Depth Analysis of Gradient in Teaching ()

Wenbing Wu^{}, Rihua Liu^{}

Nanchang Normal University, Nanchang, China.

**DOI: **10.4236/ns.2021.1312042
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Nanchang Normal University, Nanchang, China.

Gradient and divergence are the basis of electromagnetic field theory, and have been a special difficulty in mathematical theory. Understanding these concepts requires strong spatial and abstract thinking. In this paper, through the graphical and quantitative methods, the significance of gradient representation is clearly displayed in the form of graphics.

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Wu, W. and Liu, R. (2021) Depth Analysis of Gradient in Teaching. *Natural Science*, **13**, 491-495. doi: 10.4236/ns.2021.1312042.

1. INTRODUCTION

In the theory of electromagnetic field, in order to simplify the operation, some operator symbols are introduced. They have become indispensable tools in the field theory analysis. The Hamiltonian operator and Laplacian operator are widely used. Hamiltonian operator, the mathematical symbol is $\nabla $ . In quantum mechanics, the Hamiltonian is observable, which corresponds to the total energy of the system. Corresponding to Hamiltonian operator, gradient and divergence in mathematics are abstract concepts: gradient is a vector, which indicates the direction that the directional derivative of a function at one given point reaches the maximum value, that is, the function changes fastest along the direction of gradient at the given point, and the rate of change is the largest (the modulus of the gradient). Gradient and divergence, as important mathematical tools, have been widely used in various aspects of scientific research, such as gene science [1], stochastic models [2], rectangular grids [3], interaction of population by temperature treatment [4], variational Inequalities [5]. This paper proposes a concrete understanding method for the concept of gradient. This method not only cultivates learners’ spatial imagination, but also makes the abstract concept of gradient no longer difficult to understand.

2. HOW TO UNDERSTAND THE GRADIENT

2.1. Directional Derivative and Gradient

To understand the gradient, what the directional derivative is must be first grasped. The definition of directional derivative is given:

$\frac{\partial f}{\partial l}=\underset{\rho \to 0}{\mathrm{lim}}\frac{f\left(x+\Delta x,y+\Delta y\right)-f\left(x,y\right)}{\rho}=\frac{\partial f}{\partial x}\mathrm{cos}\phi +\frac{\partial f}{\partial y}\mathrm{sin}\phi .$ (1)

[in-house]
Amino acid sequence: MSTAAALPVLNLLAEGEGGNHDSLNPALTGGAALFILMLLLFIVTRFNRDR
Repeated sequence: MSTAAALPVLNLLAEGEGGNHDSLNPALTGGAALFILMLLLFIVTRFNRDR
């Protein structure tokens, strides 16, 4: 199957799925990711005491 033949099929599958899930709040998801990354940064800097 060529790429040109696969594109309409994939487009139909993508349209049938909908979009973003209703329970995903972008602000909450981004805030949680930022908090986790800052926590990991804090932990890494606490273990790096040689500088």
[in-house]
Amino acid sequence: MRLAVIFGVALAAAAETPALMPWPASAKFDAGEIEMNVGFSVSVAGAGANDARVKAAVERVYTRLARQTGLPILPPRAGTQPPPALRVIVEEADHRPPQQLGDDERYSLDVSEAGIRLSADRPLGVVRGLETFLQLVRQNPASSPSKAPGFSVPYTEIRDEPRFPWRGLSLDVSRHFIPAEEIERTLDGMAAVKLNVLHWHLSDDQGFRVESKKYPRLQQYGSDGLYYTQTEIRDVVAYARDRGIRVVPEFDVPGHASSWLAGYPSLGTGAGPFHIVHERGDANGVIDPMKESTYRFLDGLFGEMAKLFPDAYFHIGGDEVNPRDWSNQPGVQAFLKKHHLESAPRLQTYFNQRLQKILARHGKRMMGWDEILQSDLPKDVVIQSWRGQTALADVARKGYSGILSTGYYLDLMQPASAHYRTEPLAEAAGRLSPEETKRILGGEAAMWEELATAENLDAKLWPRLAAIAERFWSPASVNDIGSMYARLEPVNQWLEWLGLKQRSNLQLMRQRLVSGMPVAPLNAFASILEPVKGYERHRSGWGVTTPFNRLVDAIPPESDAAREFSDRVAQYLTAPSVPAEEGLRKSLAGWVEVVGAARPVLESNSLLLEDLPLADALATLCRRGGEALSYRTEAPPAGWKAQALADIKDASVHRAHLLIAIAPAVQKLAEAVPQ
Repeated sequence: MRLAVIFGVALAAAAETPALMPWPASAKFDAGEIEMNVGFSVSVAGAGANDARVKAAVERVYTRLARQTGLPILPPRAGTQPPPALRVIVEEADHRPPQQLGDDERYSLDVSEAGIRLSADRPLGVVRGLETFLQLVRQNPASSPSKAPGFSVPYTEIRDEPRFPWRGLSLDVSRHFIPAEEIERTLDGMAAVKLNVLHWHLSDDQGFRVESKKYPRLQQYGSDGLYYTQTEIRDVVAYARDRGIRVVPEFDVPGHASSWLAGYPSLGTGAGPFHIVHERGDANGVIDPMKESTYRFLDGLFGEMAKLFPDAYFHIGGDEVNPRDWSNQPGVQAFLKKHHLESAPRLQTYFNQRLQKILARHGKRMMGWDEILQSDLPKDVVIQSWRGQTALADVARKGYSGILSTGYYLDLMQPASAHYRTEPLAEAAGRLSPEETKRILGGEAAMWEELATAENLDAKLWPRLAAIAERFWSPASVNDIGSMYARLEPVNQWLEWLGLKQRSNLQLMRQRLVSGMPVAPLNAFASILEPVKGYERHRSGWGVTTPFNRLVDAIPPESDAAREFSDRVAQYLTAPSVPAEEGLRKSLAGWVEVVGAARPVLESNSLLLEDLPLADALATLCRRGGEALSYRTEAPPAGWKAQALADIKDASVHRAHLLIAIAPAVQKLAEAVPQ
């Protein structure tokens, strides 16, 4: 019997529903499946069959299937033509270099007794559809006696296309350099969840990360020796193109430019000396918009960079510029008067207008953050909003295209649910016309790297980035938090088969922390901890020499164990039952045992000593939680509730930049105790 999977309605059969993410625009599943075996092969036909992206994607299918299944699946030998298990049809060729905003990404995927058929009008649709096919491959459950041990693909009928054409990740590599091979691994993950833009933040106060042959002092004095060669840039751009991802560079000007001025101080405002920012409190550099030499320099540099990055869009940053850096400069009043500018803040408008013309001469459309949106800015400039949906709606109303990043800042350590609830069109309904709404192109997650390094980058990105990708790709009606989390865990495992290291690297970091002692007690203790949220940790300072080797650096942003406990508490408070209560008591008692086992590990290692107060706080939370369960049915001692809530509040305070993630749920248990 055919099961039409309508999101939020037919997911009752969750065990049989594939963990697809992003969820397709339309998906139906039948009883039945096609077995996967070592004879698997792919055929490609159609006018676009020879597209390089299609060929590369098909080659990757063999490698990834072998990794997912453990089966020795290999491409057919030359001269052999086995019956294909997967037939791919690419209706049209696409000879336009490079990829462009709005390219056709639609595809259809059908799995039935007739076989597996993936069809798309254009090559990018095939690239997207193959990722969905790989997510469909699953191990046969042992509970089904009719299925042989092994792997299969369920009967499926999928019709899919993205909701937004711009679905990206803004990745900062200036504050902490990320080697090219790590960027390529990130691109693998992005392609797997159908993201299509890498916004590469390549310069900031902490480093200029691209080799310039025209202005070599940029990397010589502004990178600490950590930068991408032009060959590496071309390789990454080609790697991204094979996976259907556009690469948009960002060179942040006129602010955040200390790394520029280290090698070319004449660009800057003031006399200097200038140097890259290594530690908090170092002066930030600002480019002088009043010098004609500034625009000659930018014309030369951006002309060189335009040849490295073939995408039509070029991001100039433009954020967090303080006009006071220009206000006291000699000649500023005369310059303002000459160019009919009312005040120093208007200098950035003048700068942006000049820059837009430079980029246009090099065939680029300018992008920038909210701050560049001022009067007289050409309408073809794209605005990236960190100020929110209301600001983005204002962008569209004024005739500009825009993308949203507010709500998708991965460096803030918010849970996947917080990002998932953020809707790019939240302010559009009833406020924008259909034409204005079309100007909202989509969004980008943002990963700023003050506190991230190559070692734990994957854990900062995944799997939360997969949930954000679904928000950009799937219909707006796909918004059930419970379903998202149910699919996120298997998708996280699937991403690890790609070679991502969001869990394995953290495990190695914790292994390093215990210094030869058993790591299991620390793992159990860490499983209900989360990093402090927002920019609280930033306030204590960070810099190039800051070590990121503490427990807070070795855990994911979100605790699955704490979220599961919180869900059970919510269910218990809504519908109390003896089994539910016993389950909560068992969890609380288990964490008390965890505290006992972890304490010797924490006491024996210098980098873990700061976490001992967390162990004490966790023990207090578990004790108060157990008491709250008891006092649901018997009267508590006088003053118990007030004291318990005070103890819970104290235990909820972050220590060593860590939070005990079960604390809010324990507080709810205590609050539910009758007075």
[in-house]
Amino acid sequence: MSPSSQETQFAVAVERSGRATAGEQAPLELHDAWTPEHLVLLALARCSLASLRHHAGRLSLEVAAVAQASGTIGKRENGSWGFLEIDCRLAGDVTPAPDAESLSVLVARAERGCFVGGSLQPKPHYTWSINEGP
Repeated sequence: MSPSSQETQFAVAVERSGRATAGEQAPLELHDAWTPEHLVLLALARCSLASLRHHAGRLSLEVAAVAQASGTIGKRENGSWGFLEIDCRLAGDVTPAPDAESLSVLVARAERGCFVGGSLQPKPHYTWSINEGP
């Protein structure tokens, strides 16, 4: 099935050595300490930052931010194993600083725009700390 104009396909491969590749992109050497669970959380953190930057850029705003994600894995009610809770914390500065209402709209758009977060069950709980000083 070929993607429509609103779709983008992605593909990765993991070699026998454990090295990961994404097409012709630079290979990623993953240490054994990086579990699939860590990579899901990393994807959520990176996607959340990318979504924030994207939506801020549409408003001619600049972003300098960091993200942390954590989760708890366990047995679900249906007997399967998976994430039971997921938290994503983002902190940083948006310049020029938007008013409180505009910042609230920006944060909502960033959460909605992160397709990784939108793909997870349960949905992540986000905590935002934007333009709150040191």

The above directional derivative refers to the rate of change of the function *z* = *f*(*x*, *y*) along a straight line
$l$ . This straight line is actually the projection of the corresponding curve on curved surface *z* = *f*(*x*, *y*) on the *xoy* plane. The vertical plane that completes the projection is called projection plane. Then, the directional derivative is actually the rate of change of the spatial curve along its own projection line on the *xoy* plane. Just as d*y*/d*x* represents the rate of change of a curve in a 2-D plane along the *x*-axis at a certain point (that is, the slope of the tangent), referring to the explanatory diagram, you can clearly understand the meaning of directional derivative. The angle
$\phi $ is between the straight line
$l$ and the *x* axis in the *xoy* plane in Figure 1. When does the directional derivative reach its maximum value?

So, the definition of gradient is given:

Definition: Let the function *z* = *f*(*x*, *y*) have a first-order continuous partial derivative in the plane area D, then for every point,
$\frac{\partial f}{\partial x}i+\frac{\partial f}{\partial y}j$ vector can be defined, it is called the gradient of function *z* = *f*(*x*, *y*), written as

$gradf\left(x,y\right)=\frac{\partial f}{\partial x}i+\frac{\partial f}{\partial y}j$ (2)

Let $e=\mathrm{cos}\phi i+\mathrm{sin}\phi j$ be the unit vector in direction $\iota $

$\begin{array}{c}\frac{\partial f}{\partial l}=\frac{\partial f}{\partial x}\mathrm{cos}\phi +\frac{\partial f}{\partial y}\mathrm{sin}\phi =\left\{\frac{\partial f}{\partial x},\frac{\partial f}{\partial y}\right\}\cdot \left\{\mathrm{cos}\phi ,\mathrm{sin}\phi \right\}\\ =gradf\left(x,y\right)\cdot e=\left|gradf\left(x,y\right)\right|\mathrm{cos}\theta ,\end{array}$ (3)

where $\theta =\left(gradf\left(x,y\right),e\right)$ .

When $\mathrm{cos}\left(gradf\left(x,y\right),e\right)=1$ , $\frac{\partial f}{\partial l}$ reaches its maximum.

Obviously, the maximum value of directional derivative is gradient.

2.2. Explanation of Gradient

With the above knowledge, the meaning of gradient can be explained in detail here. Suppose there is a conical curved surface in Figure 2. This surface is the function *f*(*x*, *y*). Now intercept the surface with a plane, and then get the curve in Figure 3. Then raise the plane, intercept multiple curves, and project them on the *xoy* plane to get Figure 4.